These descriptions, however, would remain unknown until Venturi deciphered and published them in 1797.[23] Da Vinci also drew 270 diagrams of the camera obscura in his notebooks.[24]

The camera obscura's potential as a drawing aid may have been familiar to artists by as early as the 15th century.

First published picture of camera obscura in Gemma Frisius' 1545 book De Radio Astronomica et Geometrica

The oldest known published drawing of a camera obscura is found in Dutch physician, mathematician and instrument maker Gemma Frisius’ 1545 book De Radio Astronomica et Geometrica, in which he described and illustrated how he used the camera obscura to study the solar eclipse of January 24, 1544[23]

Italian polymath Gerolamo Cardano described using a biconvex lens in a camera obscura in his 1550 book De subtilitate, vol. I, Libri I-VII,[25]

Italian polymath Giambattista della Porta described a camera obscura in the 1558 first edition of his book series Magia Naturalis. He suggests to use a convex mirror to project the image upright and to use this as a drawing aid.[26] The popularity of his books helped spread knowledge of the camera obscura.

In his 1567 work La Pratica della Perspettiva Venetian nobleman Daniello Barbaro (1513-1570) described using a camera obscura with a biconvex lens as a drawing aid.[25]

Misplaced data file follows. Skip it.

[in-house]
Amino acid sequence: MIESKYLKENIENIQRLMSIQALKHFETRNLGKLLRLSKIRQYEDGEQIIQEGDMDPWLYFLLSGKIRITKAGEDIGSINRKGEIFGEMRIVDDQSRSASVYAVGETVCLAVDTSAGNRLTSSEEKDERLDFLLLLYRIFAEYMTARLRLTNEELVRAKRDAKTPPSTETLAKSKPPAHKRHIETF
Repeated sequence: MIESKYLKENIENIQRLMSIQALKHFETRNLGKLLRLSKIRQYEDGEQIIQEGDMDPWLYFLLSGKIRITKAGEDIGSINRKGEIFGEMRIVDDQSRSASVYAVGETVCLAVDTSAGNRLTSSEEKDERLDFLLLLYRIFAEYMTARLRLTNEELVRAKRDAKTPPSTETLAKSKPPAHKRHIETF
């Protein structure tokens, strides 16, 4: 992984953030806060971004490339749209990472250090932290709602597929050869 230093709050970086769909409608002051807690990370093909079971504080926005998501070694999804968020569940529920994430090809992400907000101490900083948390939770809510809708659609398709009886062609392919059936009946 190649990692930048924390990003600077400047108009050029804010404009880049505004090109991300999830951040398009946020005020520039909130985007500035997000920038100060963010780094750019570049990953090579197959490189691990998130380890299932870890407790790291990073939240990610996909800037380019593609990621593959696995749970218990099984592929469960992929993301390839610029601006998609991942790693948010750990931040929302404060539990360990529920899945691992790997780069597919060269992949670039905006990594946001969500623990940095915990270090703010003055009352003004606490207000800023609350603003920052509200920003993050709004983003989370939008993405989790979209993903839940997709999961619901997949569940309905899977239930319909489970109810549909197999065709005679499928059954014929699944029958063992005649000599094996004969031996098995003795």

Giambattista della Porta added a “lenticular crystal” or biconvex lens to the camera obscura description in the 1589 second edition of Magia Naturalis.[26][27] As a playwright he also used the camera obscura to project "hunting, battles of enemies and other delusions" from an outside stage into a dark room with spectators.[28] Della Porta compared the shape of the human eye to the lens in his camera obscura, and provided a readily comprehensible example of how light forms images in the eye.

in 1585 Venetian mathematician Giambattista Benedetti proposed to use a mirror in a 45 degree angle to project the image upright. This leaves the image reversed, but would become common practice in later camera obscura boxes.[25]

1600 to 1800: Name coined, portable drawing aid in tents and boxes

The German astronomer Johannes Kepler coined the term "camera obscura" in his Paralipomena in 1604.[29] The term is based on the Latin camera, "(vaulted) chamber or room", and obscura, "darkened" (plural: camerae obscurae).